Demand for graphite is rising and is expected to mushroom as this allotrope of carbon – most commonly known as part of lead pencils – finds new applications. Currently, three growing applications of this mineral – lithium-ion batteries and fuel cells, nuclear reactors, and the potential uses of wonder material graphene – are making the quest for graphite heat up.
Jeb Handwerger, an analyst, told Mining Weekly this month that he expects global demand for graphite to increase exponentially over the next few years from current production of about 1.1 million tons a year, more than 70 percent of which comes from China. He said demand could reach 1.6 million tons in five years, thanks to demand just from lithium-ion batteries, which use much more graphite than lithium.
Lithium-ion batteries, fuel cells
Electric vehicles, the buzzword of our times, could mean a surge in demand for high-grade flake graphite in the coming years as these green vehicles will be powered by lithium-ion batteries. While no concrete statistics are available, Brent Nykoliation, Vice President of Business Development at Energizer Resources Inc. (TSX:EGZ,OTCBB:ENZR,FWB:YE5) commented that China is reportedly preparing to stock up enough graphite to put one million electric and hybrid-electric vehicles a year on the road starting in 2015. At an average of 130 pounds of graphite needed per electric car battery, about 300,000 tons of graphite will be required.
Battery makers prefer synthetic graphite for lithium-ion batteries, according to a Reuters article published earlier this month. Further, the battery industry accounted for less than five percent of natural graphite market demand in 2011. However, that could change as synthetic graphite can cost more than $20,000 a tonne, while unprocessed flake graphite costs $1,500 to $3,000 a tonne. Add in the processing and coating and the price is $8,000 a tonne, amounting to major savings compared to synthetic graphite.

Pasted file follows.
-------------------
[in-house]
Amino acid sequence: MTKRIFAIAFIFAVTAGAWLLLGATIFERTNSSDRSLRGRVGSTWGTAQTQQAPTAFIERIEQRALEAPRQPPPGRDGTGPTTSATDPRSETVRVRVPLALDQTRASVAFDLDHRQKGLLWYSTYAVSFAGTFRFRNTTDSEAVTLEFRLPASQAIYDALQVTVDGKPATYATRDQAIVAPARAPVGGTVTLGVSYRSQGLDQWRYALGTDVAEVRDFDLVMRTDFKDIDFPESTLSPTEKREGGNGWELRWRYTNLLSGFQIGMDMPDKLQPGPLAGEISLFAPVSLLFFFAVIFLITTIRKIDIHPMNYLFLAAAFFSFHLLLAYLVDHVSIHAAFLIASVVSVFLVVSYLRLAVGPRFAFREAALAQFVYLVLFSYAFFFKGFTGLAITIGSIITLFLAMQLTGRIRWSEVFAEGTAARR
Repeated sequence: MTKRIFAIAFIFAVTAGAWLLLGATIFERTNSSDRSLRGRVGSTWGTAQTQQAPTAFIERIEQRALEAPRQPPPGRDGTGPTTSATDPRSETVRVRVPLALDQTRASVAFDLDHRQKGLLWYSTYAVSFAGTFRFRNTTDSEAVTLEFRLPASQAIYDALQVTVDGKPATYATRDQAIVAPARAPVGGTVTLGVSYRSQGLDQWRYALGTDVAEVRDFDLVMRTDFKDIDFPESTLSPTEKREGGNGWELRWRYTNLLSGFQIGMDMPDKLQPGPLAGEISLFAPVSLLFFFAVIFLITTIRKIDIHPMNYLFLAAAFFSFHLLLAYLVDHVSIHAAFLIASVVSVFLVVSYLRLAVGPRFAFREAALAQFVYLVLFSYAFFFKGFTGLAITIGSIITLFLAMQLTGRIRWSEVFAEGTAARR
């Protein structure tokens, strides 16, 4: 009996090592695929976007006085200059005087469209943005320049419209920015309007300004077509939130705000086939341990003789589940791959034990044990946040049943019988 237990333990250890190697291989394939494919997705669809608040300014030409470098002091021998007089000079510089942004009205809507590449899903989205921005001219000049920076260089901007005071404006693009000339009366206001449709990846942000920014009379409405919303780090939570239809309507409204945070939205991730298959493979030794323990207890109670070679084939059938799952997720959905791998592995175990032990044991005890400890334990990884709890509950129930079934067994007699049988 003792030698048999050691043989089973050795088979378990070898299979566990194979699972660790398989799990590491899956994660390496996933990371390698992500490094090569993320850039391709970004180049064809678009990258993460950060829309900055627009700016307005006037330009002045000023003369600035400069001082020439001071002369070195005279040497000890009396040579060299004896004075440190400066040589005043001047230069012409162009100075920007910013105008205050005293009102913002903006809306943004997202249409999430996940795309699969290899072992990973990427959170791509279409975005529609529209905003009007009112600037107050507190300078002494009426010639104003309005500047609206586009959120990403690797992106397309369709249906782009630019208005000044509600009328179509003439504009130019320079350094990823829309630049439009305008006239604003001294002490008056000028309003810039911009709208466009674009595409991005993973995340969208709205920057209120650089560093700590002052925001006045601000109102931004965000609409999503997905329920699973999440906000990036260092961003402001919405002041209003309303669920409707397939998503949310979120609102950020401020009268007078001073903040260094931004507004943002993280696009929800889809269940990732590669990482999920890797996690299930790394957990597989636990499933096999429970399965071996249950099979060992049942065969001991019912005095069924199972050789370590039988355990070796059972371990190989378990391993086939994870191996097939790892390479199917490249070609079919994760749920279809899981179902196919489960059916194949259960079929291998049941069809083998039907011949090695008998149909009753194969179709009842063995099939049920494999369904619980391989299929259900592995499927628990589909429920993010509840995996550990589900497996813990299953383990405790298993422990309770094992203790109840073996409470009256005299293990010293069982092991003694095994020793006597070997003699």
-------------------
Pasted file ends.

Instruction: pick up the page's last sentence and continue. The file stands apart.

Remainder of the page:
Gary Economo, President and CEO of Focus Metals Inc. (TSXV:FMC), said in an article that the reason battery manufacturers prefer synthetic graphite for lithium-ion batteriess is because they “need consistency from their suppliers. So when they say synthetic graphite is easier to control, I think they’re saying their suppliers are controlling the quality of the material from one batch to another. When you order natural graphite from a distributor, you don’t know what mine it’s coming from. There’s a variety of batches, and it’s very difficult for a battery manufacturer to maintain quality control.” Economo added that as flake-graphite manufacturers offer high-quality and pure material to battery makers, the dynamics of the industry are bound to change.
Pebble-bed nuclear reactors
Most of the world’s graphite production is amorphous graphite, which is used in the steelmaking industry. It’s flake graphite, whose price has soared from $1,000 to $3,000 a ton in the last five years, that is driving the demand for new applications.
A new generation of nuclear reactors called pebble-bed nuclear reactors use large amounts of flake graphite. These reactors get their name from the pebble-sized spheres of graphite mixed with uranium that they contain. “This structure allows pebble bed reactors to produce power more efficiently – and safely – than conventional reactors,” Alex Cowie, editor of Diggers & Drillers, wrote recently. “This technology means nuclear reactors can be smaller, and as easy to run as turning a switch.”
China started building a fourth generation 210-megawatt nuclear reactor using high-temperature, gas-cooled pebble-bed technology last year, International Business Times reported earlier this month. Each pebble-bed reactor would use about 3,000 tons of graphite, and China plans to boost its nuclear power capacity to 150 gigawatts by 2030, the article said, adding that China’s current capacity is less than 50 gigawatts.
Is graphene our future?
Graphene is derived from graphite and is seen as the wonder material of this century as it conducts electricity and is one of the strongest, yet most lightweight materials known to mankind. It is touted as having the ability to profoundly impact many industries, from electronics to aerospace to autos. However, the miracles of graphene are mostly being seen in laboratories, and the price of manufacturing it needs to come down before widespread commercial use can occur.
Nearly 200 companies, including IBM (NYSE:IBM), Intel (NASDAQ:INTC), and Samsung (LSE:BC94), are invested in graphene research, and companies and governments are pumping billions into graphene research.
“IBM has already used graphene to produce the fastest computer chip in history,” Diggers & Drillers’ Cowie said. “The US Air Force and Navy are funding research to investigate its potential. Graphene chips may displace silicon chips in computers. If this happens, then graphite demand would go through the roof.”
Cowie added, “[i]f scientists are even half-right, graphene could change the world as we know it, and the price of graphite will soar.”
Securities Disclosure: I, Karan Kumar, hold no direct investment interest in any company mentioned in this article.